With the same inner hardware and same 3GB of RAM, the S6 and S6 active run identically. Without hardware clues, it would be impossible to tell one from the other. The hardware does lend itself to one slight distinction however, the S6 active runs a bit cooler thanks to its plastic build.
This is not to suggest the S6 runs hot, but it certainly does get a bit warmer than the S6 active when stressed.
The S6 active is only available with 32GB of storage and has no microSD card slot. That would have been a killer addition, seeing as Samsung ditched it on the S6 as well. But at least the S6 comes with the option of 32, 64, or 128GB of storage.
Going back to the Active key, it’s by default set to launch Samsung’s Activity Zone, which is a hub for basic information like the weather and commonly used features like flashlight and stopwatch, as well as Samsung Milk Music, which is a gussied-up version of Slacker Radio. Activity Zone is great and proves useful. We especially like the compass, barometer, and flashlight settings — it can blink out Morse code! Milk Music isn’t so bad either, and its music stations dedicated to yoga, running, walking, weightlifting, and dancing make it worth at least trying.
The S6 active ships with Android version 5.0.2 Lollipop, as well as Samsung’s TouchWiz UI. While it remains one of the thicker Android skins, TouchWiz has a few features of note, including a split-screen multitasking mode. Of course, crapware is present, with both Samsung and AT&T contributing to the app bloat.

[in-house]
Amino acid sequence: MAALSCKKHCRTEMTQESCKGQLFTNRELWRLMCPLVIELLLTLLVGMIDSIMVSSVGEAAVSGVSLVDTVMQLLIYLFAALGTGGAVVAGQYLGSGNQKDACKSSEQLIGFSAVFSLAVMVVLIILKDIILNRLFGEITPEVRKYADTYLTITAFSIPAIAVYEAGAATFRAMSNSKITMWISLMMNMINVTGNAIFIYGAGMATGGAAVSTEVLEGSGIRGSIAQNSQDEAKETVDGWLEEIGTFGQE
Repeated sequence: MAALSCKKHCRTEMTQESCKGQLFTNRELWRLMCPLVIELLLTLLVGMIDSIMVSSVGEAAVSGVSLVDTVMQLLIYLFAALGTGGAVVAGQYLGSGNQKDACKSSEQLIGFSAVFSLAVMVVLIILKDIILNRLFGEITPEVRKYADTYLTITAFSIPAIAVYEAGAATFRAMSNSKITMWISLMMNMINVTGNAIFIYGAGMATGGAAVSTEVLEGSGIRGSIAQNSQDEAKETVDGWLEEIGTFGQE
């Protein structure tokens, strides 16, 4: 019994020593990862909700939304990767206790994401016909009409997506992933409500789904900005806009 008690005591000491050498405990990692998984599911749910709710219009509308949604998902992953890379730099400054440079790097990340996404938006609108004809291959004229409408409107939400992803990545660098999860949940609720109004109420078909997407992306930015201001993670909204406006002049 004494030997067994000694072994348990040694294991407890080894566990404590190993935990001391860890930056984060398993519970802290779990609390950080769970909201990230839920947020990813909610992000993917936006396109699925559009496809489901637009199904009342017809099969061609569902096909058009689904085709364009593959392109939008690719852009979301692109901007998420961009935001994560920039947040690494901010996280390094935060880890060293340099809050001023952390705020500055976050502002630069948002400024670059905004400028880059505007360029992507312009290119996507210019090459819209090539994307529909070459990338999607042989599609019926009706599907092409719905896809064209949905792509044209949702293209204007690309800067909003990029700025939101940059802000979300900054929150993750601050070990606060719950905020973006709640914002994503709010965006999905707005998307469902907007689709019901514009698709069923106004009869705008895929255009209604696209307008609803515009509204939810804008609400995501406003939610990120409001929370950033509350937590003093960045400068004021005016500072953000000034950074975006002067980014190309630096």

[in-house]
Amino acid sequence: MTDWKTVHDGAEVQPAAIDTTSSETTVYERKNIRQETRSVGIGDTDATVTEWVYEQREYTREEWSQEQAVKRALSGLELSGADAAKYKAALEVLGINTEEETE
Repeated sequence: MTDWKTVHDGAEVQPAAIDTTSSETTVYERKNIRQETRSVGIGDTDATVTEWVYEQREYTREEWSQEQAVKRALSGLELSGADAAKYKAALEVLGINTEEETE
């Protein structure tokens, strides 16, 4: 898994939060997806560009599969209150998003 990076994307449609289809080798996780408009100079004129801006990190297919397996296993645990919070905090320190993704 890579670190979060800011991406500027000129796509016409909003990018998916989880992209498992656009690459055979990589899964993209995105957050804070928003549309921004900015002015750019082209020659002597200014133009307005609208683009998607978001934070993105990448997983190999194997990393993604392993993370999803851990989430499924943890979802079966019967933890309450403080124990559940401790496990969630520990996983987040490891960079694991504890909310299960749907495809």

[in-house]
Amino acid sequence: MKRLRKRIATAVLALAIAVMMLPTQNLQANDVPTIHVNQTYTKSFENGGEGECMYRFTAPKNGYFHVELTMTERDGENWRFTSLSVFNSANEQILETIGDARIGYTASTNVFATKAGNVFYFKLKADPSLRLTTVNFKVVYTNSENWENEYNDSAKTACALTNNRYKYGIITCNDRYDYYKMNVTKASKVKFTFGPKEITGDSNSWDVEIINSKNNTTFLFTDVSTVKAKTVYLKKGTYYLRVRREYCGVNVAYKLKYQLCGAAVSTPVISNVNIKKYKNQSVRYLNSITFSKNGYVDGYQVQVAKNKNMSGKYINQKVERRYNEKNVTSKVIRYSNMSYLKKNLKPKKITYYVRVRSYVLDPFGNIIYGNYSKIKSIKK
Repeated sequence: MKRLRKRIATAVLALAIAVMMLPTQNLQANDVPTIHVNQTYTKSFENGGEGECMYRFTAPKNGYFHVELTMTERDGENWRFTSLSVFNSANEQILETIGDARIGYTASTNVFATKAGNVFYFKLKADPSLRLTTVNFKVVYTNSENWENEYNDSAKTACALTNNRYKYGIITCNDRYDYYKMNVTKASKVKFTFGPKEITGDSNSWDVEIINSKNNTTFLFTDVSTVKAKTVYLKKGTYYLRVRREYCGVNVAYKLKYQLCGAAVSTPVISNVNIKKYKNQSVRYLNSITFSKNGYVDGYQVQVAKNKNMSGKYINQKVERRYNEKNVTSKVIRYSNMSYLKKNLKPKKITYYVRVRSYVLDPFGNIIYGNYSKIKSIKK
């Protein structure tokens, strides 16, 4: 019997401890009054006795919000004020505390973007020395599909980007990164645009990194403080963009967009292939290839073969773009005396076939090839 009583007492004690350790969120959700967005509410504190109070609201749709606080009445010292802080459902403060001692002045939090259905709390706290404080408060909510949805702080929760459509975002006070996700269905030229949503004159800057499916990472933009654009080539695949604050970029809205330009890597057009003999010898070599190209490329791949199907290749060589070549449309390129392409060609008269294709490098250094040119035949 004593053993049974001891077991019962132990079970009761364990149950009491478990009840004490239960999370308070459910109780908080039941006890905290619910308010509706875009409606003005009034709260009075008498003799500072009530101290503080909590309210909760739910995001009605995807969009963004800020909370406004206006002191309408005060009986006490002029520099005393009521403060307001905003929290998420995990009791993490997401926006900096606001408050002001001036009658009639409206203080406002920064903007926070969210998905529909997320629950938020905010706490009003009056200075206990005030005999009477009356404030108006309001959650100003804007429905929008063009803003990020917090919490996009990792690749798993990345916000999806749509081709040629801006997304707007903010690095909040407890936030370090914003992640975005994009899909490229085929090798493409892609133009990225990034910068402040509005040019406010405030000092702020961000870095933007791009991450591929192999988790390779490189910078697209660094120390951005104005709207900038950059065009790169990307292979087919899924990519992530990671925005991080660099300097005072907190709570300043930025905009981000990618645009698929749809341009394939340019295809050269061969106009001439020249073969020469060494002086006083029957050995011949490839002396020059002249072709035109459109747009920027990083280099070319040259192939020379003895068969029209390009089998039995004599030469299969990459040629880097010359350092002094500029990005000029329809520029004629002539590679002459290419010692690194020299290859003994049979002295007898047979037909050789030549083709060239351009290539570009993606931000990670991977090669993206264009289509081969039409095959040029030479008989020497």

That leads us to what is perhaps the biggest drawback of the Samsung Galaxy S6 active. It’s an AT&T exclusive, leaving Verizon, T-Mobile, and Sprint customers out of luck unless they switch carriers. It also leaves us a bit worried about its OS support. Samsung has a mixed record of keeping Android up to date, and a carrier exclusive would likely be lower priority than handsets on multiple carriers and in more hands.
Camera performance matches the S6. Here’s what we wrote about that:
Even with its improved build, lively screen, and blazing performance, the best aspect of the Galaxy S6 is probably its main camera. It has a 16-megapixel sensor with optical image stabilization and an f/1.9 aperture. In practice, this is far and away the best camera Samsung has ever put on a phone, and immediately stands as one of the best smartphone shooters on the market today.
Another difference between the two S6s is in battery capacity. The S6 has a 2550mAh battery, while the S6 active has a 3500mAh battery. We complained that the S6 battery life was merely “average,” so this is a huge improvement. Alas, the S6 active battery is sealed in and not user-replaceable.
In terms of real-life usage, this is the type of phone you can charge every other day. Even with heavy use, it outlasted the workday. It lasted 9 hours and 25 minutes streaming Netflix over Wi-Fi continuously, with the display brightness set to max before stopping. Even then, it still had 10% battery left.
The S6 active also has Samsung’s power saving mode to extend battery life, and supports fast charging, which can bring a dead phone up to 50% battery in 40 minutes with the right charger, according to Samsung.